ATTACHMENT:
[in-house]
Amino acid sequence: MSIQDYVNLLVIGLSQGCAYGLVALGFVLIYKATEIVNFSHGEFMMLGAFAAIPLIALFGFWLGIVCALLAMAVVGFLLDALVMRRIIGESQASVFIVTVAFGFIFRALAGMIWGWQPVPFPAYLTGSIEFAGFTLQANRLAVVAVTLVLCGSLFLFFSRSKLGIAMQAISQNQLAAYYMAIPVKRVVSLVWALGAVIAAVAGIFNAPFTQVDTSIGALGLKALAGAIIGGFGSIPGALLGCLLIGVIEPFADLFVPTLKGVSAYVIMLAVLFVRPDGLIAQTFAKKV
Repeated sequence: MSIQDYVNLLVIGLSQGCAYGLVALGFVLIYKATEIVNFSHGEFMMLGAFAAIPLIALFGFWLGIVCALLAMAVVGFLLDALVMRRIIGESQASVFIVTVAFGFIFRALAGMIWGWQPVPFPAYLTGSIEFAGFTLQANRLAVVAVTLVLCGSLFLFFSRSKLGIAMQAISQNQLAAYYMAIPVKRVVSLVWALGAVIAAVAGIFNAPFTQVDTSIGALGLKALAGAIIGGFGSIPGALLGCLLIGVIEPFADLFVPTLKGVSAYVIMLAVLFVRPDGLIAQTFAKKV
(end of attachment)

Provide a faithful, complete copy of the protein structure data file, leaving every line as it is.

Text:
[in-house]
Amino acid sequence: MSIQDYVNLLVIGLSQGCAYGLVALGFVLIYKATEIVNFSHGEFMMLGAFAAIPLIALFGFWLGIVCALLAMAVVGFLLDALVMRRIIGESQASVFIVTVAFGFIFRALAGMIWGWQPVPFPAYLTGSIEFAGFTLQANRLAVVAVTLVLCGSLFLFFSRSKLGIAMQAISQNQLAAYYMAIPVKRVVSLVWALGAVIAAVAGIFNAPFTQVDTSIGALGLKALAGAIIGGFGSIPGALLGCLLIGVIEPFADLFVPTLKGVSAYVIMLAVLFVRPDGLIAQTFAKKV
Repeated sequence: MSIQDYVNLLVIGLSQGCAYGLVALGFVLIYKATEIVNFSHGEFMMLGAFAAIPLIALFGFWLGIVCALLAMAVVGFLLDALVMRRIIGESQASVFIVTVAFGFIFRALAGMIWGWQPVPFPAYLTGSIEFAGFTLQANRLAVVAVTLVLCGSLFLFFSRSKLGIAMQAISQNQLAAYYMAIPVKRVVSLVWALGAVIAAVAGIFNAPFTQVDTSIGALGLKALAGAIIGGFGSIPGALLGCLLIGVIEPFADLFVPTLKGVSAYVIMLAVLFVRPDGLIAQTFAKKV